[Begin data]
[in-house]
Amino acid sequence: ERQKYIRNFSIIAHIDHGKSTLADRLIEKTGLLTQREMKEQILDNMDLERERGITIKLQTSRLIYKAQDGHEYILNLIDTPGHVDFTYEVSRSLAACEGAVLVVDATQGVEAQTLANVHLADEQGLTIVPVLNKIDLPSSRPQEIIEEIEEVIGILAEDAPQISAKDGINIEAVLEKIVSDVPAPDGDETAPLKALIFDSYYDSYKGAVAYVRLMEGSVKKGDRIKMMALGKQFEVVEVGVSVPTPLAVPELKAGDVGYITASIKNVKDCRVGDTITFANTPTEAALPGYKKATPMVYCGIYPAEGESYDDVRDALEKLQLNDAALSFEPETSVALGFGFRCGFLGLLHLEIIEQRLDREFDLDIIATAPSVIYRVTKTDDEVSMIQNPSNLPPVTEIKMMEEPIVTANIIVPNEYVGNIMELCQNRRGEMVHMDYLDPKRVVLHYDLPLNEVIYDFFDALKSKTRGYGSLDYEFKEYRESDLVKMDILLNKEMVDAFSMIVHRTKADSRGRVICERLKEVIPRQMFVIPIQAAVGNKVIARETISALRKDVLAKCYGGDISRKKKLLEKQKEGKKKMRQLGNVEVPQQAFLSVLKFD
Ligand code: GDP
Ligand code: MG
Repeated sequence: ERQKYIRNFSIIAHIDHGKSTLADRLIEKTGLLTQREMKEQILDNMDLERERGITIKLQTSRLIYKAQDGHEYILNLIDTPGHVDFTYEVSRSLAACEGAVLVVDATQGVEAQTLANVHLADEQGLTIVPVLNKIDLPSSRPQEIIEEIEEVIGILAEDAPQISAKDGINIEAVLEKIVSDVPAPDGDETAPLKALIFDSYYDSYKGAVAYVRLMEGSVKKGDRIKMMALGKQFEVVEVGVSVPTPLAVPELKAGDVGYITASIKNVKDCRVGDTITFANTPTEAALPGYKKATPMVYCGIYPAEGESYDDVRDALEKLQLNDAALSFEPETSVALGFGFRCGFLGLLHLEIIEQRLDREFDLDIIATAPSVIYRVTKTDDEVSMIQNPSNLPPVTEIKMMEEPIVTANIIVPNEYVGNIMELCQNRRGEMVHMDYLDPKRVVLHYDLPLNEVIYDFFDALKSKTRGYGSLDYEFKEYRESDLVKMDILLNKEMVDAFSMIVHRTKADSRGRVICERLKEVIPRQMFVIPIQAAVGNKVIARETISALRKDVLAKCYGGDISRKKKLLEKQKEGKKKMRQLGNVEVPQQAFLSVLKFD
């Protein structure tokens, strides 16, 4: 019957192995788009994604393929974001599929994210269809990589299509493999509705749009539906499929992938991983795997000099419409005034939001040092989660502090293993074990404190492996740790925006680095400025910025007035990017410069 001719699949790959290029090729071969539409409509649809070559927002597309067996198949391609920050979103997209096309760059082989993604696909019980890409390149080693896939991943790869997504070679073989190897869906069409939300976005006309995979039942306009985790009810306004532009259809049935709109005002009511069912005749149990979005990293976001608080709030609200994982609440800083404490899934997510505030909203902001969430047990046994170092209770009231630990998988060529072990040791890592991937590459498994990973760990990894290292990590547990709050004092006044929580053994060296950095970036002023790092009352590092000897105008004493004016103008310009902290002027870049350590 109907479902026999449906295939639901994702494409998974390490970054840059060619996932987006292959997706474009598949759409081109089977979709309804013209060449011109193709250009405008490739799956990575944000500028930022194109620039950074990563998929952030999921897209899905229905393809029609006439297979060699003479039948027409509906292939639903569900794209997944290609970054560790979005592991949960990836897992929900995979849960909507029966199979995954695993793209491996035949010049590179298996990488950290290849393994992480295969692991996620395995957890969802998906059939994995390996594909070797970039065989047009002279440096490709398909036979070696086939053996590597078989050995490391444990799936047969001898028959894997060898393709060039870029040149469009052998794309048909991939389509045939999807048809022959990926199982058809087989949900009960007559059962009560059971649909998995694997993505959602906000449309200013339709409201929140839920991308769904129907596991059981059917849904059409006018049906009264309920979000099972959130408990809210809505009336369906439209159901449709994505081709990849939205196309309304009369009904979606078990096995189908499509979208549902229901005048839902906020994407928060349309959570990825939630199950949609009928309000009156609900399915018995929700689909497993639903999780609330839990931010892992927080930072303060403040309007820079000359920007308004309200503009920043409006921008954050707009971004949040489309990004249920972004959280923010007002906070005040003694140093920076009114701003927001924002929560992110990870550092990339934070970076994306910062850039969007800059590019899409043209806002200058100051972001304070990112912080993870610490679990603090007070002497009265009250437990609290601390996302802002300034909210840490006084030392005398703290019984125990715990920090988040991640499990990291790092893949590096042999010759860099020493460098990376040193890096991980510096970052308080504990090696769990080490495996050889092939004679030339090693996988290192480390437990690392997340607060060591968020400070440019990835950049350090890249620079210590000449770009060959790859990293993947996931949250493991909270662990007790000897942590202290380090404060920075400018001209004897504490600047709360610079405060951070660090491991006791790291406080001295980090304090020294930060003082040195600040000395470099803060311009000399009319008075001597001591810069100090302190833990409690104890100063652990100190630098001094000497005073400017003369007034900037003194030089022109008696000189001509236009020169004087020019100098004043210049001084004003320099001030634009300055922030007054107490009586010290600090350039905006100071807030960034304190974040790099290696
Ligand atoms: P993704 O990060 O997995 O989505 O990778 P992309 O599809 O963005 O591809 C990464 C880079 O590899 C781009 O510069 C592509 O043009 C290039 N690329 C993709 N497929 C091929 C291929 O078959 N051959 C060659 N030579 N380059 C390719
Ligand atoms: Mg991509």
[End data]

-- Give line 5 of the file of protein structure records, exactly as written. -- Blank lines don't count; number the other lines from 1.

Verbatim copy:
Repeated sequence: ERQKYIRNFSIIAHIDHGKSTLADRLIEKTGLLTQREMKEQILDNMDLERERGITIKLQTSRLIYKAQDGHEYILNLIDTPGHVDFTYEVSRSLAACEGAVLVVDATQGVEAQTLANVHLADEQGLTIVPVLNKIDLPSSRPQEIIEEIEEVIGILAEDAPQISAKDGINIEAVLEKIVSDVPAPDGDETAPLKALIFDSYYDSYKGAVAYVRLMEGSVKKGDRIKMMALGKQFEVVEVGVSVPTPLAVPELKAGDVGYITASIKNVKDCRVGDTITFANTPTEAALPGYKKATPMVYCGIYPAEGESYDDVRDALEKLQLNDAALSFEPETSVALGFGFRCGFLGLLHLEIIEQRLDREFDLDIIATAPSVIYRVTKTDDEVSMIQNPSNLPPVTEIKMMEEPIVTANIIVPNEYVGNIMELCQNRRGEMVHMDYLDPKRVVLHYDLPLNEVIYDFFDALKSKTRGYGSLDYEFKEYRESDLVKMDILLNKEMVDAFSMIVHRTKADSRGRVICERLKEVIPRQMFVIPIQAAVGNKVIARETISALRKDVLAKCYGGDISRKKKLLEKQKEGKKKMRQLGNVEVPQQAFLSVLKFD